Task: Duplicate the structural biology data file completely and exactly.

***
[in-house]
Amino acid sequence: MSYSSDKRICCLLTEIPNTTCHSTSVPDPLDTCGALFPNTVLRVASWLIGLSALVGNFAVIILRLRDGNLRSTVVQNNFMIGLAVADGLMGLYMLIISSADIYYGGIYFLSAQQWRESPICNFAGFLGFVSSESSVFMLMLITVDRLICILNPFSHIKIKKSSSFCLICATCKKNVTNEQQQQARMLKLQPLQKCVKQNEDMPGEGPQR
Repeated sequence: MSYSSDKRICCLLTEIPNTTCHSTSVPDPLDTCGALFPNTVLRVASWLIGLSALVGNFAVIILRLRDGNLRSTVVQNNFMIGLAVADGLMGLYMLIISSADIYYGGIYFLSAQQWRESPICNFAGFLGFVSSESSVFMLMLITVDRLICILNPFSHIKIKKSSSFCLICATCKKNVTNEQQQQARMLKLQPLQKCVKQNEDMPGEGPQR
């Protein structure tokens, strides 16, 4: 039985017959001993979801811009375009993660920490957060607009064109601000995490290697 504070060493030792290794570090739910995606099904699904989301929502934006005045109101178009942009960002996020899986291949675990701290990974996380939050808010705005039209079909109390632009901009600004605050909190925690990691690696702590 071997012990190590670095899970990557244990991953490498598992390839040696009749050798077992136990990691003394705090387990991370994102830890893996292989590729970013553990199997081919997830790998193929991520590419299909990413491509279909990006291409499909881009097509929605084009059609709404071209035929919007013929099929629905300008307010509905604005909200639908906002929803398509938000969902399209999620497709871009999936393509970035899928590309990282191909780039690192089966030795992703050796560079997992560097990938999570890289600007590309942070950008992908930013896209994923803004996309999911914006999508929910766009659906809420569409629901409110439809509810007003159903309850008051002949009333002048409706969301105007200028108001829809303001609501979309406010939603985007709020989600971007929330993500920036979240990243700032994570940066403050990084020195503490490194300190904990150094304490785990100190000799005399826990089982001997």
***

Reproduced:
[in-house]
Amino acid sequence: MSYSSDKRICCLLTEIPNTTCHSTSVPDPLDTCGALFPNTVLRVASWLIGLSALVGNFAVIILRLRDGNLRSTVVQNNFMIGLAVADGLMGLYMLIISSADIYYGGIYFLSAQQWRESPICNFAGFLGFVSSESSVFMLMLITVDRLICILNPFSHIKIKKSSSFCLICATCKKNVTNEQQQQARMLKLQPLQKCVKQNEDMPGEGPQR
Repeated sequence: MSYSSDKRICCLLTEIPNTTCHSTSVPDPLDTCGALFPNTVLRVASWLIGLSALVGNFAVIILRLRDGNLRSTVVQNNFMIGLAVADGLMGLYMLIISSADIYYGGIYFLSAQQWRESPICNFAGFLGFVSSESSVFMLMLITVDRLICILNPFSHIKIKKSSSFCLICATCKKNVTNEQQQQARMLKLQPLQKCVKQNEDMPGEGPQR
């Protein structure tokens, strides 16, 4: 039985017959001993979801811009375009993660920490957060607009064109601000995490290697 504070060493030792290794570090739910995606099904699904989301929502934006005045109101178009942009960002996020899986291949675990701290990974996380939050808010705005039209079909109390632009901009600004605050909190925690990691690696702590 071997012990190590670095899970990557244990991953490498598992390839040696009749050798077992136990990691003394705090387990991370994102830890893996292989590729970013553990199997081919997830790998193929991520590419299909990413491509279909990006291409499909881009097509929605084009059609709404071209035929919007013929099929629905300008307010509905604005909200639908906002929803398509938000969902399209999620497709871009999936393509970035899928590309990282191909780039690192089966030795992703050796560079997992560097990938999570890289600007590309942070950008992908930013896209994923803004996309999911914006999508929910766009659906809420569409629901409110439809509810007003159903309850008051002949009333002048409706969301105007200028108001829809303001609501979309406010939603985007709020989600971007929330993500920036979240990243700032994570940066403050990084020195503490490194300190904990150094304490785990100190000799005399826990089982001997």